I was thinking about this recently because of the number of emails and letters which have come our way about the new translation of the Missal. Most are, frankly, ill-informed, whether "for" or "against" and show the writer to have little grasp of history or theology. (Sometimes they suggest "little Latin and less Greek" and a tin ear into the bargain, not that I am prejudiced, you understand, merely a woman of definite opinions.) The liturgy should NEVER become a source of disunity, should never become something we squabble over. It is too important for that. If you have time to read only one book about liturgy, let it be The Spirit of the Liturgy by Joseph Ratzinger and remember that “There is no ‘pre-’ or ‘post-’ Conciliar Church. There is but one, unique Church that walks the path toward the Lord…” That surely is what authority and obedience in the Church is all about.
Whenever we are faced with a natural disaster, or the suffering of those we perceive to be innocent of having brought suffering on themselves, our belief in a good and loving God is tested. We know that God does not want to inflict pain. He is not a sadist; he derives no pleasure from death and destruction. Why, then, does he allow them to happen? Why has he allowed the people of Haiti, who are so poor and have suffered so much, to suffer even more? The honest answer finds no favour with those who do not want God to exist or who want the kind of God we would all despise.
God is creator of the universe and respects the laws of nature, gravity and so on, which inform that universe. He is not a puppeteer, an interventionist. The earthquake that tore Haiti apart was predictable, although we do not know enough to have been able to predict when it might occur. The island lies between two great fault lines and the tectonic plates are in constant movement: it was, indeed, a natural, seismic disaster. The fact that God did not intervene to prevent the catastrophe does not mean that God is indifferent. Far from it. We know that the very hairs of our head are numbered. The language we use to speak of God is inadequate, analogical; he is involved in the suffering of his children. He too "grieves", in a sense, "feels pain". We have only to look at the cross to see that God has identified so completely with us that in Jesus he has made himself vulnerable and experienced in his own flesh suffering and death.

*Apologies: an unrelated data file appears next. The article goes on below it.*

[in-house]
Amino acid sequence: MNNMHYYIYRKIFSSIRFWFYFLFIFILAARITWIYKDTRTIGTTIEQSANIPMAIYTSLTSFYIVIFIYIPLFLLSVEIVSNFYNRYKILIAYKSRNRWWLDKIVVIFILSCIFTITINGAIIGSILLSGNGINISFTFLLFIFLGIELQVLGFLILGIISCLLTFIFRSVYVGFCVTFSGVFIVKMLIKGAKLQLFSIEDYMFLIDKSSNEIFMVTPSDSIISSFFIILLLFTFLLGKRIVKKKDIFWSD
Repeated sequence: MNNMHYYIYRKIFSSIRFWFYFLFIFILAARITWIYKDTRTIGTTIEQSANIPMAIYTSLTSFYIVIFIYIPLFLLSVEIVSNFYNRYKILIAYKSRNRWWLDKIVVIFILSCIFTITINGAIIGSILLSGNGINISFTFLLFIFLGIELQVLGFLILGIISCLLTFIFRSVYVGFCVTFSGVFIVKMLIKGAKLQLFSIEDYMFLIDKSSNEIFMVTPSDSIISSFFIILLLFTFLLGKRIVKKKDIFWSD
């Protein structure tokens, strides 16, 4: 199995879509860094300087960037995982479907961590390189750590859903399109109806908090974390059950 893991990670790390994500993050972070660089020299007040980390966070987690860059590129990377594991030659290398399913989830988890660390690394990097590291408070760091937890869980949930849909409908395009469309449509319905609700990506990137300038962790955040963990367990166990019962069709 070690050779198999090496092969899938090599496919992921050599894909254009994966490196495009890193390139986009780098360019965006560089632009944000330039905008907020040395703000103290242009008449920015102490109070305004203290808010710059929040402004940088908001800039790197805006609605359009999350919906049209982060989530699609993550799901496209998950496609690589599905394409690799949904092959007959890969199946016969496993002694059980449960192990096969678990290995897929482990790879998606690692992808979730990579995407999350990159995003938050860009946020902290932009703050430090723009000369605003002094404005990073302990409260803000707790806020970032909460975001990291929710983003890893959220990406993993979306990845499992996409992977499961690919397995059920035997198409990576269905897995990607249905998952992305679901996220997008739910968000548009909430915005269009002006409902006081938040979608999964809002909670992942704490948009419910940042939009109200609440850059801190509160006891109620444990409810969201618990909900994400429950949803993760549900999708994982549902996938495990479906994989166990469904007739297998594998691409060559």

That helps to explain why we pray. We do not pray for any particular result. We do not tell God what to do. We simply allow God to be God, knowing that he can use our readiness to align our will with his. It is part of the covenant between God and ourselves. "How" it works is beyond our understanding; but that it does work is certain. Our response to the earthquake in Haiti was therefore to pray, to give a little more than is comfortable to one of the relief funds, and to go on praying rather than follow in minute detail news bulletins and the like.
May God bless the people of Haiti and have mercy on the souls of all who have died. Amen.
Here the snow has been falling all night and is falling still: everywhere looks so beautiful that it has proved a great distraction. We were half-way through Vigils before I remembered that today is the Memoria of St Hilary of Poitiers (died c. 368). The "Hammer of the Arians" is such a contrast to St Aelred, whom we commemorated yesterday: a pugnacious, slightly irritable man, who could write like an angel when he wasn't skirmishing with rival authorities, the Emperor in particular. A convert from paganism, he was married with a daughter, Apra, when he was chosen as bishop of Poitiers. His zeal for orthodoxy was intensified by his experience of Arianism, which he distrusted and feared because it imperilled the eternal salvation of souls committed to his care. His comment on the Arians is revealing, "They didn't know who they were." Hilary knew perfectly well who he was, a child of God, a God who was a Trinity of Persons: